Mud– Two boys form a bond with a fugitive (Matthew McConaughey) hiding out on an island in the Mississippi in this indie drama written and directed by Jeff Nichols (Take Shelter), and which also features Reese Witherspoon, Sam Shepard, and Michael Shannon in the adult cast. Mud holds over at the Landmark Keystone Art Cinema in Indianapolis and expands to the AMC Schererville 12, AMC Evansville 16, AMC Bloomington 11, AMC Indianapolis 17, Showplace Cinemas Evansville East, Regal Village Park 17 in Carmel, and Carmike Metropolis 18 in Plainfield.
The Place Beyond the Pines– This high-profile indie drama stars Ryan Gosling and Bradley Cooper as two men on opposite sides of a series of bank robberies. Ray Liotta, Ben Mendolsohn, and Eva Mendes lead the supporting cast. The Place Beyond the Pines is still at a number of theaters around the state so check your local listings. Recommended.
The Sapphires– “Inspired by a true story, the dramatic comedy The Sapphires follows four vivacious, young and talented Australian Aboriginal girls from a remote mission as they learn about love, friendship and war when their all-girl group The Sapphires entertains the U.S. troops in Vietnam in 1968.” This comedy-drama-musical from Australia holds over at the Landmark Keystone Art Cinema in Indianapolis.
Stoker– “In director Park Chan-wook’s (Oldboy) thriller Stoker, India’s (Mia Wasikowska) father dies in an auto accident, and her Uncle Charlie (Matthew Goode), who she never knew existed, comes to live with her and her emotionally unstable mother Evelyn (Nicole Kidman). Soon after his arrival, she comes to suspect this mysterious, charming man has ulterior motives, but instead of feeling outrage or horror, this friendless girl becomes increasingly infatuated with him.” It holds over at the Cinema Center in Fort Wayne.
FESTIVALS, REPERTORY SCREENINGS, AND MORE
Indianapolis and Central Indiana
The monthly First Friday event at Fountain Square on Indianapolis’ near south side includes the short film It Ain’t Over, screening at intervals through the evening at Heartland’s office. Refreshments will be available.
Tomorrow night Franklin’s Artcraft Theatre is hosting the premiere of an indie drama called The Challenge, which was filmed in Indiana. From the movie’s website: “Jamison’s competitive fire begins to burn again when he competes in a local golf tournament: The Carlos Diaz Challenge. Winning The Challenge quickly becomes Jamison’s obsession. He endangers his health, his sanity and his marriage trying to become The Challenge champion… all raising the question: What would you sacrifice to realize your dreams?” There’s more than a bit of self promotion involved on the part of writer-director Carlos Diaz…. Showtime is 7:30; tickets are $10 and all proceeds go to charity.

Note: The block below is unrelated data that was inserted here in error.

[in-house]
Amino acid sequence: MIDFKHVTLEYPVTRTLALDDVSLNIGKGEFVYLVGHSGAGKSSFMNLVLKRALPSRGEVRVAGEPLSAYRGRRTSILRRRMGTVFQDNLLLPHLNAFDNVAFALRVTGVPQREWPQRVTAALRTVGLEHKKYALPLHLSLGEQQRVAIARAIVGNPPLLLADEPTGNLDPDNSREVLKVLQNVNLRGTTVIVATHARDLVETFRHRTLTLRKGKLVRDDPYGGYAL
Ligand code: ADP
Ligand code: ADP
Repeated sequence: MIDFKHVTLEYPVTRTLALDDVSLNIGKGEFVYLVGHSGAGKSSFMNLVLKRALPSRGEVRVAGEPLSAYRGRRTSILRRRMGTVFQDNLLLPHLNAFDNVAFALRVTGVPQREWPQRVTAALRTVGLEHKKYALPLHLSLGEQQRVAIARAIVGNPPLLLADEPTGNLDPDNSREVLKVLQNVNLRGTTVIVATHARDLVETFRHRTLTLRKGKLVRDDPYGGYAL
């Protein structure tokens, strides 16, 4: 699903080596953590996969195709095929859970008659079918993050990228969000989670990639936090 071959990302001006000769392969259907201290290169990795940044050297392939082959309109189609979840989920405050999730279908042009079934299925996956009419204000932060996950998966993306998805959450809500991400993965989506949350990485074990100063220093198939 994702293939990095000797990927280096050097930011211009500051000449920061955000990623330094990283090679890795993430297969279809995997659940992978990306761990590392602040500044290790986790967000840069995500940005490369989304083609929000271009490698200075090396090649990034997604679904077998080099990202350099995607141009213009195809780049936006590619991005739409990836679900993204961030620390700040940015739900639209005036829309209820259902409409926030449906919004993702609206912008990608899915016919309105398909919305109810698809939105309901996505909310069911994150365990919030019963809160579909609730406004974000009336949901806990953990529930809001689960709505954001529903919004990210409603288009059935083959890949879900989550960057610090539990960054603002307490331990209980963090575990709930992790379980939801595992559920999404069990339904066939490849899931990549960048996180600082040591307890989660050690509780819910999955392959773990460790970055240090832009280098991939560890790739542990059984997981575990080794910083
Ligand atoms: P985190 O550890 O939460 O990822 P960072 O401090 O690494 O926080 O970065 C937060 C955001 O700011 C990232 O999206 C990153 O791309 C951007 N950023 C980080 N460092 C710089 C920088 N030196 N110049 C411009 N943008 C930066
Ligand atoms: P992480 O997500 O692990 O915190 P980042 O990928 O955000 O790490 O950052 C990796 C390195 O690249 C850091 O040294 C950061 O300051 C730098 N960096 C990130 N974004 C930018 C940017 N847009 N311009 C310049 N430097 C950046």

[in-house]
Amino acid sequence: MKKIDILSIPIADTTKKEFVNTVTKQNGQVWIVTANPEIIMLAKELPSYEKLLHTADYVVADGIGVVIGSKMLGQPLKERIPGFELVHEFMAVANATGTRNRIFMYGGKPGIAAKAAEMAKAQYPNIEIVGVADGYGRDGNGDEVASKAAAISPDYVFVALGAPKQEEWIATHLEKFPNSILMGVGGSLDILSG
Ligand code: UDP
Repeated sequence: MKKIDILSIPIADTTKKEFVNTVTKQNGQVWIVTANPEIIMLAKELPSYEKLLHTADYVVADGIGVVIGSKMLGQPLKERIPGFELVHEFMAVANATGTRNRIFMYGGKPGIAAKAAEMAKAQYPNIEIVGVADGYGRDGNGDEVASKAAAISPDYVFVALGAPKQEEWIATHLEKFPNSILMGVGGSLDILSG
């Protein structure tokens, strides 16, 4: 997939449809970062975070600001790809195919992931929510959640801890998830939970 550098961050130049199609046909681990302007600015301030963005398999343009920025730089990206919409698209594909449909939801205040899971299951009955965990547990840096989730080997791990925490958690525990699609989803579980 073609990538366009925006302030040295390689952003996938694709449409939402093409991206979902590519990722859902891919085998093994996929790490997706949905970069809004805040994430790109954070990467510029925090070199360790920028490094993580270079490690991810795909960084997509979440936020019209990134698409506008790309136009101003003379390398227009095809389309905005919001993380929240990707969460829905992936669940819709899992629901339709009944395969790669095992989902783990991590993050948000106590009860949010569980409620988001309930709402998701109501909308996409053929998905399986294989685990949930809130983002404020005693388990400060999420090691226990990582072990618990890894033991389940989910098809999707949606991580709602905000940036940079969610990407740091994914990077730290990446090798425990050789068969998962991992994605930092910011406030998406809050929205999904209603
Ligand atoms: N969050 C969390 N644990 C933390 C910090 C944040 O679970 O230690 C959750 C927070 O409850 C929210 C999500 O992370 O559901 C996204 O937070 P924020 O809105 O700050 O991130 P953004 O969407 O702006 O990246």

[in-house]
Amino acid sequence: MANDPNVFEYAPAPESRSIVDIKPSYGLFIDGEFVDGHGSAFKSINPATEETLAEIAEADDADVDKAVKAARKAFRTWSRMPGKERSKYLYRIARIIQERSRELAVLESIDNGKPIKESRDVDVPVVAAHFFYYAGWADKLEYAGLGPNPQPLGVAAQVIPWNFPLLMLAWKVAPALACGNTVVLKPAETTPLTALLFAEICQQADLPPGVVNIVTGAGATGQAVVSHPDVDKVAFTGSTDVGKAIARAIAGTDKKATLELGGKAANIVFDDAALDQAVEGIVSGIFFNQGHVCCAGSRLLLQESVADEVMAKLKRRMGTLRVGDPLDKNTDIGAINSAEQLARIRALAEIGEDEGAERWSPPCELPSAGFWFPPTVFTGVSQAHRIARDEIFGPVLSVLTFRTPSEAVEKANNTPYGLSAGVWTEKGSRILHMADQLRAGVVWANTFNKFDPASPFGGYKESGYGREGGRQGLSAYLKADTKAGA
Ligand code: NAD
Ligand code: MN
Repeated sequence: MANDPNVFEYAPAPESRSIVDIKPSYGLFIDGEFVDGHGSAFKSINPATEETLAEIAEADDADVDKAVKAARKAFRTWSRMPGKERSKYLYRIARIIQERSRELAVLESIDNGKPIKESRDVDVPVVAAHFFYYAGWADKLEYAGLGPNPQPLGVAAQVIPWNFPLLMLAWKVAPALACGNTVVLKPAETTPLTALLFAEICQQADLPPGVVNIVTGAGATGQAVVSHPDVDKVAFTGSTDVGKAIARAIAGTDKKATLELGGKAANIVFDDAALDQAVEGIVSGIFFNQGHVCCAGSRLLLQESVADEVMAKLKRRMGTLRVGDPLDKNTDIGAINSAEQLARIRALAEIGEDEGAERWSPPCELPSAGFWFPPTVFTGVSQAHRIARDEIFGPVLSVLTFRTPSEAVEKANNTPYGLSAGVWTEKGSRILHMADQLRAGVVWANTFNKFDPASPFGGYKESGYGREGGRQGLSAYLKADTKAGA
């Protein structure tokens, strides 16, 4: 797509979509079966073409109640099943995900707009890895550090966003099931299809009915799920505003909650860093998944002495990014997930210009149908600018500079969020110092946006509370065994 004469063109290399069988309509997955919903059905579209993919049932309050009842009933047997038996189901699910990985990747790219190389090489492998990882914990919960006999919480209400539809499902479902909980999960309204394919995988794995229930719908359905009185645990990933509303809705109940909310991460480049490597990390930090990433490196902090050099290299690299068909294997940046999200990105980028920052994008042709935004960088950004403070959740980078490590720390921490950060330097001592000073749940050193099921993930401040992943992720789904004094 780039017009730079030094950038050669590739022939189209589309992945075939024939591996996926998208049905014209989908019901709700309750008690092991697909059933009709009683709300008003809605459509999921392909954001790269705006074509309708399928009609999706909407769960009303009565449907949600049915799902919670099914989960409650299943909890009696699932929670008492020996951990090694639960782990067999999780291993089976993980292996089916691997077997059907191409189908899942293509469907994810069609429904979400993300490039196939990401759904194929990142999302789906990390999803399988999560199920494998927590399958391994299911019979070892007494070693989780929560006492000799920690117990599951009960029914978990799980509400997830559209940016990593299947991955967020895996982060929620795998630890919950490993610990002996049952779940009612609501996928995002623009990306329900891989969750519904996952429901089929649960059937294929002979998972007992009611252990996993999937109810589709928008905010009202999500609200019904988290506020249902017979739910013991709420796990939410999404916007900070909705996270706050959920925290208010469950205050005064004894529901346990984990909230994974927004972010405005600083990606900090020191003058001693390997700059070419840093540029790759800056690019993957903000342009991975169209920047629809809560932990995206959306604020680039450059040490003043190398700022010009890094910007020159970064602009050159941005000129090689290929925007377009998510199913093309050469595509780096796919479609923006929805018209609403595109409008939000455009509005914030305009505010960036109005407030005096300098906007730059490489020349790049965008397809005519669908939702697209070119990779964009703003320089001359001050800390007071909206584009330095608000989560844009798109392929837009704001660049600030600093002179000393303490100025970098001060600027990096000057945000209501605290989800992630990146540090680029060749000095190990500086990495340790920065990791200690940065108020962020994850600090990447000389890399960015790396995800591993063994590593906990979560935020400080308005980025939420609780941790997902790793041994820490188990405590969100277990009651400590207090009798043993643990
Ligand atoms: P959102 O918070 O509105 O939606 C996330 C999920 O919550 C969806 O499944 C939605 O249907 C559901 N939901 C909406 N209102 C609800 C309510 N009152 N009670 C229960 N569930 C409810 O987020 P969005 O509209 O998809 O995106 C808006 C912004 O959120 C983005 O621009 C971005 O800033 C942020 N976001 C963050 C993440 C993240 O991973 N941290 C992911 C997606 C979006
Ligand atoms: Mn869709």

In more Heartland news, the fest is sponsoring a showing of the documentary BESA: The Promise, about Albanian Muslims who sheltered Jews during the Holocaust, at the Jewish Cultural Center on Thursday at 7; tickets are $8/$5 members.
The IU Cinema in Bloomington is on break, presumably for finals.
Stephen Fry’s meditation on the composer Wagner and Me, Raul Ruiz’s final film Night Across the Street, and Ferlinghetti: A Rebirth of Wonder, a documentary about the Beat poet, are the movies on offer this weekend in the Ryder repertory series; showings Friday thru Sunday at IU and Bear’s Place in Bloomington (Ryder film series page for showtimes and venues).
In South Bend, the DeBartolo Performing Arts Center’s Irish film series continues tonight with An tOilean, a fantasy-drama in Irish: “Years after her mother dies, on the small island of Inishbofin, a young girl notices that something strange is happening with the island’s mural. The mural’s images, depicting the island’s culture, are beginning to disappear without a trace.” Lowering the tone of the Center’s programming considerably, there will be three shows of Harmony Korine’s Spring Breakers today and tomorrow.
And also this weekend at the DeBartolo is a matinee showing of Yoyo, part of a retrospective of the films of 1960s French director Pierre Etaix. That series continues Wednesday night with As Long As You’re Healthy, preceded by two related short films, and Thursday night with a double feature of Le Grand Amour and Land of Milk and Honey.
Saturday Fort Wayne’s Cinema Center is showing Park Chan-wook’s Vengeance Trilogy- Sympathy for Mr. Vengeance, Old Boy, and Lady Vengeance– as a lead-in to the evening screening of the director’s new film Stoker. The marathon starts at 1 and tickets are just $10 for a day pass.
You can see The Bourne Legacy for $2 at Anderson’s Paramount Theater on Sunday at 4:30.
West Lafayette’s Cinematheque for All is also on break this week.
NEXT WEEK AND BEYOND
Films and events scheduled for next Friday:
The Music Man at the Artcraft
“Get Down with Movies!” short film program at the Heartland screening room in Fountain Square, in conjunction with the grand opening of the Cultural Trail
Indy Film Fest’s “Bigger Picture Show” at Big Car Service Center